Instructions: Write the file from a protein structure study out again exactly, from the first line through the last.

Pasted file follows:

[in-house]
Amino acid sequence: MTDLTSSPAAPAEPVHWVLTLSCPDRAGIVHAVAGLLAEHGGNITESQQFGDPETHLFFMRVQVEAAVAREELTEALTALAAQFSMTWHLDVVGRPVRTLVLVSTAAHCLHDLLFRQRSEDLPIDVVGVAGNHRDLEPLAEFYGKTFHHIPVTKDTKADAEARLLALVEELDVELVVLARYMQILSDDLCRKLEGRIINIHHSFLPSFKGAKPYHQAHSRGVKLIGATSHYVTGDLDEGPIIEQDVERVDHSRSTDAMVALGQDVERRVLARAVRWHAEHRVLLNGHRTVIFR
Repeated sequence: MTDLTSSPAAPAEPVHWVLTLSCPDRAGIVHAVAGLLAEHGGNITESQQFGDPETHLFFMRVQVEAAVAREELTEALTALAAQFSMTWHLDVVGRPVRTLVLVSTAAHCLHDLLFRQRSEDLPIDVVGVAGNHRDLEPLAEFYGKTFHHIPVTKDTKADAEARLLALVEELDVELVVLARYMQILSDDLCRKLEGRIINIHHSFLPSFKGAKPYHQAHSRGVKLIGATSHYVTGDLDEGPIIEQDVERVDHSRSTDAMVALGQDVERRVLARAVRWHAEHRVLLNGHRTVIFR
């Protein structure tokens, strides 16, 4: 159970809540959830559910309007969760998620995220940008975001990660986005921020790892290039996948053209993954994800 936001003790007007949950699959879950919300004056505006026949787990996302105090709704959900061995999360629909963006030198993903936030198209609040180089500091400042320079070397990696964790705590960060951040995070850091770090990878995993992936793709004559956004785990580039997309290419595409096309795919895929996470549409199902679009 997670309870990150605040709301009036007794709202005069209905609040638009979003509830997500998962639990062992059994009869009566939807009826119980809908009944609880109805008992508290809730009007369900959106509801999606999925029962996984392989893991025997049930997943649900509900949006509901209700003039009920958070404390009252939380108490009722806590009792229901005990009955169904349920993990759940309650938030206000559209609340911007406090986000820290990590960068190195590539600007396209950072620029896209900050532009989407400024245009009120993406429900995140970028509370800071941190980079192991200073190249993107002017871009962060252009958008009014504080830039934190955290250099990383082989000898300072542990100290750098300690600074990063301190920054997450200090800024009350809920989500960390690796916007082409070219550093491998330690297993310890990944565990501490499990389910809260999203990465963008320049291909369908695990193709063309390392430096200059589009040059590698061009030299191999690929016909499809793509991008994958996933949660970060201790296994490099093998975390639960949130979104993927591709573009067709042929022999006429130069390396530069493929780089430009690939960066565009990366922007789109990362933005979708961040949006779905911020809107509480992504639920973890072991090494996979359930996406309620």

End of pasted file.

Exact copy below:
[in-house]
Amino acid sequence: MTDLTSSPAAPAEPVHWVLTLSCPDRAGIVHAVAGLLAEHGGNITESQQFGDPETHLFFMRVQVEAAVAREELTEALTALAAQFSMTWHLDVVGRPVRTLVLVSTAAHCLHDLLFRQRSEDLPIDVVGVAGNHRDLEPLAEFYGKTFHHIPVTKDTKADAEARLLALVEELDVELVVLARYMQILSDDLCRKLEGRIINIHHSFLPSFKGAKPYHQAHSRGVKLIGATSHYVTGDLDEGPIIEQDVERVDHSRSTDAMVALGQDVERRVLARAVRWHAEHRVLLNGHRTVIFR
Repeated sequence: MTDLTSSPAAPAEPVHWVLTLSCPDRAGIVHAVAGLLAEHGGNITESQQFGDPETHLFFMRVQVEAAVAREELTEALTALAAQFSMTWHLDVVGRPVRTLVLVSTAAHCLHDLLFRQRSEDLPIDVVGVAGNHRDLEPLAEFYGKTFHHIPVTKDTKADAEARLLALVEELDVELVVLARYMQILSDDLCRKLEGRIINIHHSFLPSFKGAKPYHQAHSRGVKLIGATSHYVTGDLDEGPIIEQDVERVDHSRSTDAMVALGQDVERRVLARAVRWHAEHRVLLNGHRTVIFR
């Protein structure tokens, strides 16, 4: 159970809540959830559910309007969760998620995220940008975001990660986005921020790892290039996948053209993954994800 936001003790007007949950699959879950919300004056505006026949787990996302105090709704959900061995999360629909963006030198993903936030198209609040180089500091400042320079070397990696964790705590960060951040995070850091770090990878995993992936793709004559956004785990580039997309290419595409096309795919895929996470549409199902679009 997670309870990150605040709301009036007794709202005069209905609040638009979003509830997500998962639990062992059994009869009566939807009826119980809908009944609880109805008992508290809730009007369900959106509801999606999925029962996984392989893991025997049930997943649900509900949006509901209700003039009920958070404390009252939380108490009722806590009792229901005990009955169904349920993990759940309650938030206000559209609340911007406090986000820290990590960068190195590539600007396209950072620029896209900050532009989407400024245009009120993406429900995140970028509370800071941190980079192991200073190249993107002017871009962060252009958008009014504080830039934190955290250099990383082989000898300072542990100290750098300690600074990063301190920054997450200090800024009350809920989500960390690796916007082409070219550093491998330690297993310890990944565990501490499990389910809260999203990465963008320049291909369908695990193709063309390392430096200059589009040059590698061009030299191999690929016909499809793509991008994958996933949660970060201790296994490099093998975390639960949130979104993927591709573009067709042929022999006429130069390396530069493929780089430009690939960066565009990366922007789109990362933005979708961040949006779905911020809107509480992504639920973890072991090494996979359930996406309620």